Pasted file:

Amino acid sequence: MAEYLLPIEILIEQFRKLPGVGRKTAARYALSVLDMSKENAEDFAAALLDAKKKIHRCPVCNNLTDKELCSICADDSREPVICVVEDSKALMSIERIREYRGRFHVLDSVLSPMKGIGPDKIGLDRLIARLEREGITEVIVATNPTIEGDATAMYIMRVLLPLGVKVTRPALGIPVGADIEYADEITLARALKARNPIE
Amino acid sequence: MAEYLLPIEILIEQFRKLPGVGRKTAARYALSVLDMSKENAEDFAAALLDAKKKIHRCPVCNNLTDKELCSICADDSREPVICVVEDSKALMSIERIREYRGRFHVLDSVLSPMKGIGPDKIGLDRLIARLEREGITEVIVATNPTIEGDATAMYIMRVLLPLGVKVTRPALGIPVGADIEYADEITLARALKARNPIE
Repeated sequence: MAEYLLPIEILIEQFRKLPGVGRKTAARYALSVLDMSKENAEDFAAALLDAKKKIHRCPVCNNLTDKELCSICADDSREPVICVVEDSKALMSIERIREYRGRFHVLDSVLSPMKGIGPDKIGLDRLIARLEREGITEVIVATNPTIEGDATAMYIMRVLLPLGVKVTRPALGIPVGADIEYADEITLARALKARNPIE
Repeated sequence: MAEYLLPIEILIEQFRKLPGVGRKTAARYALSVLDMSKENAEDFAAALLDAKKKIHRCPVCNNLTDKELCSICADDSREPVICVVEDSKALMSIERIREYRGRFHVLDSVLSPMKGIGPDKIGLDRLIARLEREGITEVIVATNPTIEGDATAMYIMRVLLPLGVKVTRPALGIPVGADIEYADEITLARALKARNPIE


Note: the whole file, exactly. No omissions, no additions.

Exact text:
Amino acid sequence: MAEYLLPIEILIEQFRKLPGVGRKTAARYALSVLDMSKENAEDFAAALLDAKKKIHRCPVCNNLTDKELCSICADDSREPVICVVEDSKALMSIERIREYRGRFHVLDSVLSPMKGIGPDKIGLDRLIARLEREGITEVIVATNPTIEGDATAMYIMRVLLPLGVKVTRPALGIPVGADIEYADEITLARALKARNPIE
Amino acid sequence: MAEYLLPIEILIEQFRKLPGVGRKTAARYALSVLDMSKENAEDFAAALLDAKKKIHRCPVCNNLTDKELCSICADDSREPVICVVEDSKALMSIERIREYRGRFHVLDSVLSPMKGIGPDKIGLDRLIARLEREGITEVIVATNPTIEGDATAMYIMRVLLPLGVKVTRPALGIPVGADIEYADEITLARALKARNPIE
Repeated sequence: MAEYLLPIEILIEQFRKLPGVGRKTAARYALSVLDMSKENAEDFAAALLDAKKKIHRCPVCNNLTDKELCSICADDSREPVICVVEDSKALMSIERIREYRGRFHVLDSVLSPMKGIGPDKIGLDRLIARLEREGITEVIVATNPTIEGDATAMYIMRVLLPLGVKVTRPALGIPVGADIEYADEITLARALKARNPIE
Repeated sequence: MAEYLLPIEILIEQFRKLPGVGRKTAARYALSVLDMSKENAEDFAAALLDAKKKIHRCPVCNNLTDKELCSICADDSREPVICVVEDSKALMSIERIREYRGRFHVLDSVLSPMKGIGPDKIGLDRLIARLEREGITEVIVATNPTIEGDATAMYIMRVLLPLGVKVTRPALGIPVGADIEYADEITLARALKARNPIE